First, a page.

[Annelida] seta vs chaeta
savs551216 at hotmail.com
Thu Apr 20 14:41:15 EST 2006
Sorry to bother you again. Please forward the following message to Annelida
subscribers. I tried the former address, but something went wrong. Thanks a
. . . .
During the evaluation of some of my recent papers, I have noticed a variable
level of insistence on using chaeta instead of seta (and derivatives).
However, as I will show below, although some authors regard them as
equivalent, they are not; the former meaning long hairs, while the latter
indicates short (rigid) hair. Since the latter are more akin to the annelid
structures, Polychaeta (or its antonym, Oligo-) might be wrongly
Jaeger (1931) in his classical and succinct volume makes both words
equivalent. Thus, for chaet (p. 26) he indicates that it means both hair and
bristle, while for set (p. 133) it only gives bristle.
After Brown (1956:195), chaeto- is formed after the Greek word chaite
meaning long hair or mane, and the entry asks to see hair. Under hair (p.
390 ff), it includes several names made after chaet. In the same section (p.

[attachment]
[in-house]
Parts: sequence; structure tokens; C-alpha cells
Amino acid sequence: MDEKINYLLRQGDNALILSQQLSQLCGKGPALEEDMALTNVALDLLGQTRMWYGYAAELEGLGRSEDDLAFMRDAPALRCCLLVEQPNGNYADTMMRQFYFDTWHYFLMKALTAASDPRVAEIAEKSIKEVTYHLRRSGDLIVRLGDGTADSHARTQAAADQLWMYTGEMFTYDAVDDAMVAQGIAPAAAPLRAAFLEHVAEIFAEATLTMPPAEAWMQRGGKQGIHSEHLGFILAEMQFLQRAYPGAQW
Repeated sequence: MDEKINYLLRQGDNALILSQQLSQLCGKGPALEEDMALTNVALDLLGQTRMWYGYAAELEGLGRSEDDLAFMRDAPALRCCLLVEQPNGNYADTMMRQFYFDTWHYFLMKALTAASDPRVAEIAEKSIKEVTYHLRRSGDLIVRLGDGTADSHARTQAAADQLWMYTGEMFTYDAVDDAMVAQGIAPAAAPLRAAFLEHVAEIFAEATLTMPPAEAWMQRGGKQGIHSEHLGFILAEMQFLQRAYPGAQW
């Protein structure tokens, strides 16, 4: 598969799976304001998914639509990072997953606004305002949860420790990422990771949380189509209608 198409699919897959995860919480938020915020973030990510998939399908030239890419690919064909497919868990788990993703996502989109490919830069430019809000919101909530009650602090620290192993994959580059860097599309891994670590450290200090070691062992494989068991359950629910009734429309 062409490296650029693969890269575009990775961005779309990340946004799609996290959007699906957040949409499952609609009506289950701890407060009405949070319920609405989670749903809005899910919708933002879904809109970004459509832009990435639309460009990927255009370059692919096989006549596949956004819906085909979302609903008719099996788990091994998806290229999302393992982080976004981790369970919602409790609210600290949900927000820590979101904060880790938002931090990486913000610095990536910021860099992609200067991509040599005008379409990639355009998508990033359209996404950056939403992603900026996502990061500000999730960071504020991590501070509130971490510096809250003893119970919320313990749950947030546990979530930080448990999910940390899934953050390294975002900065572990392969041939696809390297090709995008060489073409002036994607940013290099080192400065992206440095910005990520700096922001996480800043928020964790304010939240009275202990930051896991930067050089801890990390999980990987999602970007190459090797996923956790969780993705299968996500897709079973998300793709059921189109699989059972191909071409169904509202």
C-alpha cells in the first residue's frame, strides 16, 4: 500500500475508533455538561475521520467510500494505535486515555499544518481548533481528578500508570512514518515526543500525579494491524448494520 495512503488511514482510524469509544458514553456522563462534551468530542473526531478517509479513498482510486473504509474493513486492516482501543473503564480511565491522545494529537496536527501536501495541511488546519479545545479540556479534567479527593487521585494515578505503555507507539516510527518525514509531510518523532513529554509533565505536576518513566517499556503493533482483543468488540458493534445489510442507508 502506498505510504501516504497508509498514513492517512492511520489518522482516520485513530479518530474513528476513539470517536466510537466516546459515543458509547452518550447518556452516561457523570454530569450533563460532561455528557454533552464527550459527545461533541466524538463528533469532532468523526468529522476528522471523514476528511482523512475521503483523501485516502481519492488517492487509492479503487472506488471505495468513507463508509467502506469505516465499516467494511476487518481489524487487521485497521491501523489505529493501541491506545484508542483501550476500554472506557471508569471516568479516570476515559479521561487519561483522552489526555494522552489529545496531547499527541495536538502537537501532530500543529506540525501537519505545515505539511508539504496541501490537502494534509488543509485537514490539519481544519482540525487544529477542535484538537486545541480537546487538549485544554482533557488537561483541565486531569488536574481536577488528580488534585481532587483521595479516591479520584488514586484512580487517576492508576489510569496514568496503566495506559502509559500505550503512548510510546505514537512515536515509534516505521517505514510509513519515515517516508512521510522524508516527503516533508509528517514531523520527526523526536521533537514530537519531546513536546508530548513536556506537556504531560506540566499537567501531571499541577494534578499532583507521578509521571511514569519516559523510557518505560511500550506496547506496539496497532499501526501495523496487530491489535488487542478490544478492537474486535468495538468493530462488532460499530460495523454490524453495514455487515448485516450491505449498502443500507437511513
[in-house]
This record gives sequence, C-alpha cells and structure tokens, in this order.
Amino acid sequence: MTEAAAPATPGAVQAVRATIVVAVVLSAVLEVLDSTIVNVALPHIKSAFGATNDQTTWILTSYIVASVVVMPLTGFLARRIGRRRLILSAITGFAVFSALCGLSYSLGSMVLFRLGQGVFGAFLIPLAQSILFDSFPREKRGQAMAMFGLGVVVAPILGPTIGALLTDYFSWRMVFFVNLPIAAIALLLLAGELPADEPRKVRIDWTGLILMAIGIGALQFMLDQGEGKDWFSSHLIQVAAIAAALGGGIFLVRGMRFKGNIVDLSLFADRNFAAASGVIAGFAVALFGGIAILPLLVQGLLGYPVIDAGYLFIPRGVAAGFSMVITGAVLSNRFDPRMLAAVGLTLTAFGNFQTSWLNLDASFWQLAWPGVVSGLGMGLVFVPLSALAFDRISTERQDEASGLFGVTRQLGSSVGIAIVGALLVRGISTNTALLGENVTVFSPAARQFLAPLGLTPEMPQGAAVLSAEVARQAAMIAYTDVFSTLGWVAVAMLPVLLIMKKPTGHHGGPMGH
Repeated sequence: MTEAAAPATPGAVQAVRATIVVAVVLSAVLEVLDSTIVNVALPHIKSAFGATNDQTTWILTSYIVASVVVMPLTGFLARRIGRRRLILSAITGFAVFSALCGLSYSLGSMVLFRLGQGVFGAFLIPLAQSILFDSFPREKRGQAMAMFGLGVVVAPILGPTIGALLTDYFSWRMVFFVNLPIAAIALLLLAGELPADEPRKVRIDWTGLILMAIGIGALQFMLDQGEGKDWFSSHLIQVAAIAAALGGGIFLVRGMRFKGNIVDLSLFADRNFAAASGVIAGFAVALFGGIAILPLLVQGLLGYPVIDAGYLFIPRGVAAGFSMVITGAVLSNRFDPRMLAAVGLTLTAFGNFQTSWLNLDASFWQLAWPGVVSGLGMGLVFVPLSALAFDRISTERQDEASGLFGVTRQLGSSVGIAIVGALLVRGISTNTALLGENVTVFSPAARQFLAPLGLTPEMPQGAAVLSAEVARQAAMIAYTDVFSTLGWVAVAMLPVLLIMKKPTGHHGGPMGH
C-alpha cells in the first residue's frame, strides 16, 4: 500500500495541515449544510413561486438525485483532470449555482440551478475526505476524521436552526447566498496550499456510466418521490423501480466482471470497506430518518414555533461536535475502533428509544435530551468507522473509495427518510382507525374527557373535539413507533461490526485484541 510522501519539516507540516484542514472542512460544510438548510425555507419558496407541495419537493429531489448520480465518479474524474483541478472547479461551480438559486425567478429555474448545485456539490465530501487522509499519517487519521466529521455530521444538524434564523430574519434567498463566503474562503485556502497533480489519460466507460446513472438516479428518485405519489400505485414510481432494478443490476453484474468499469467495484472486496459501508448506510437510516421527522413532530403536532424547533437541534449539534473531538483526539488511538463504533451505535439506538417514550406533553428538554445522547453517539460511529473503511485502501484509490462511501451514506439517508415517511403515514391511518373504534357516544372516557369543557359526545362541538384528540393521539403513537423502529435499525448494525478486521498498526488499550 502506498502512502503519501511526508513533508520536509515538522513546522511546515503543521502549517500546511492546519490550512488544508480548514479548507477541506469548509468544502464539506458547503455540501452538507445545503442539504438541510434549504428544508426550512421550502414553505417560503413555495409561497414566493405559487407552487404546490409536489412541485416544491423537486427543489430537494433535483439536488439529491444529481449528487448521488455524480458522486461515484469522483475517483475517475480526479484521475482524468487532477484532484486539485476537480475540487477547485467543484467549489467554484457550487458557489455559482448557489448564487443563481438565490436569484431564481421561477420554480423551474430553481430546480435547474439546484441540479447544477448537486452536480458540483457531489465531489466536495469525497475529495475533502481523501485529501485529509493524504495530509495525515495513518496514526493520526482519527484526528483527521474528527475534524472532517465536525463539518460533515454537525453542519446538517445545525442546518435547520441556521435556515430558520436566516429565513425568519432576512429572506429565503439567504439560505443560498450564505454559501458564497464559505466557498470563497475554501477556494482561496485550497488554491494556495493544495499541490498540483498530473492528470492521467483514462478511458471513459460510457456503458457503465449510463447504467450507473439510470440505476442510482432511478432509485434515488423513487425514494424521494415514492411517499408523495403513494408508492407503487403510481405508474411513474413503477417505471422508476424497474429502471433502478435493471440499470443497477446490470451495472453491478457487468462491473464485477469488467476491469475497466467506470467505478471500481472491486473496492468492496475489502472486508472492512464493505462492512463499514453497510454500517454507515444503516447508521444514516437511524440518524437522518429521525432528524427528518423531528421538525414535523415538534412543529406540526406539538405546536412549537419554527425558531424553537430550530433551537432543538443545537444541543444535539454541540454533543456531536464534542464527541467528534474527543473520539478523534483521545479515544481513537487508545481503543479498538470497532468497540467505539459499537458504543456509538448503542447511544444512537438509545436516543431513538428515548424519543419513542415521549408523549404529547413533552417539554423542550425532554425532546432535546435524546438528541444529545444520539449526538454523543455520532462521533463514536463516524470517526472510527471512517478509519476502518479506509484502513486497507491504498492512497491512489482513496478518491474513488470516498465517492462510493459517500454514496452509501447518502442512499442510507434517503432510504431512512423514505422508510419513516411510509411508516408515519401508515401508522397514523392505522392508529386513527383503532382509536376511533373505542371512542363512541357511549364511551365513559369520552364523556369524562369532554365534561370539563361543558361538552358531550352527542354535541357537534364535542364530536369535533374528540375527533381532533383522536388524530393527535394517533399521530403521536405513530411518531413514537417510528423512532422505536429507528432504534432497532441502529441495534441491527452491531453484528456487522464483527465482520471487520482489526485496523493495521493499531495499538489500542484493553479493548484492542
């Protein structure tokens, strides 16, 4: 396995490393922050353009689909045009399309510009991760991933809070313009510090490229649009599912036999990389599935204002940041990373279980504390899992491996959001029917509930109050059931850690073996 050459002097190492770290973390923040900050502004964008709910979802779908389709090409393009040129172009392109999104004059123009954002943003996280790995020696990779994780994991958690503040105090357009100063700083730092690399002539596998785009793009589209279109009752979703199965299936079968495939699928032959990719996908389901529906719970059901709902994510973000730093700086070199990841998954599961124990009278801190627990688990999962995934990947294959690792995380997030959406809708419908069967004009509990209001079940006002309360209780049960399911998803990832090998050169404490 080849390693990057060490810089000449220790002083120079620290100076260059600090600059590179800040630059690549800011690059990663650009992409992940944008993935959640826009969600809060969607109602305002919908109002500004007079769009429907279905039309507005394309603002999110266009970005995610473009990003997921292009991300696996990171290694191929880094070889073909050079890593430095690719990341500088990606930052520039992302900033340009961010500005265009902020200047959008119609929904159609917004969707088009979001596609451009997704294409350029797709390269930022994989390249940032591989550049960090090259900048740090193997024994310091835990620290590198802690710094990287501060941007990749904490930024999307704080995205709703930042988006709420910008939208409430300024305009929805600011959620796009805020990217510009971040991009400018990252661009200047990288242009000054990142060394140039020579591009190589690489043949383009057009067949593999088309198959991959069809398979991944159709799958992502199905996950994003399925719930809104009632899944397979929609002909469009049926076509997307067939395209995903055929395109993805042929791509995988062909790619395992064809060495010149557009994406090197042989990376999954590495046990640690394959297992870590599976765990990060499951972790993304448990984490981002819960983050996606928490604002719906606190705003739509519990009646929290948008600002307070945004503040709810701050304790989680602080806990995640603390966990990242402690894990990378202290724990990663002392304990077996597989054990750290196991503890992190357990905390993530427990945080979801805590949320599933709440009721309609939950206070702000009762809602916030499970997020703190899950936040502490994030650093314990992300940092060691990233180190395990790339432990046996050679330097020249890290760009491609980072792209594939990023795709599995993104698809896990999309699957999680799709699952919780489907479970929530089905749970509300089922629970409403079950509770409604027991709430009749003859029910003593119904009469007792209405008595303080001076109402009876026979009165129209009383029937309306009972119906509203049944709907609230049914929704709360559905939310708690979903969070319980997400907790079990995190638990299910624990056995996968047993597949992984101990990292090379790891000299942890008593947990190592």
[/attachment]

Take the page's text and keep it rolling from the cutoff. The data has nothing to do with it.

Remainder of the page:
392), it has the Latin word seta which is feminine and means bristle, and
this is repeated under seta (p. 699). This information s also available in
The Collins Cobuild dictionary (1993) states that bristles (p. 174) are: 1)
thick, strong, animal hairs that feel hard and rough, or 2) short, thick
hairs that grow on part of your body after you have shaved it. On the
contrary, mane (p. 883) is a horses or lions
long hair that grows from
Thus, there are two features making these words differ; they are the
relative length and stiffness of the hairs they were originally employed
for. Therefore, in the worst scenario both usages should be allowed, and
perhaps the use of seta (and derivatives) should be preferred over chaetae,
because they are better etymologically applied, despite the fact that the
taxon name is Polychaeta.
Brown RW 1956 Composition of Scientific Words. Smithsonian, Washington, 882
Collins Cobuild (Collins Birmingham University Language Database) 1993
English Language Dictionary. Harper Collins, London, 1703 pp.
Jaeger, E.C. 1931. A dictionary of Greek and Latin combining forms used in
zoological names. Thomas, Springfield, 157 pp.
More information about the Annelida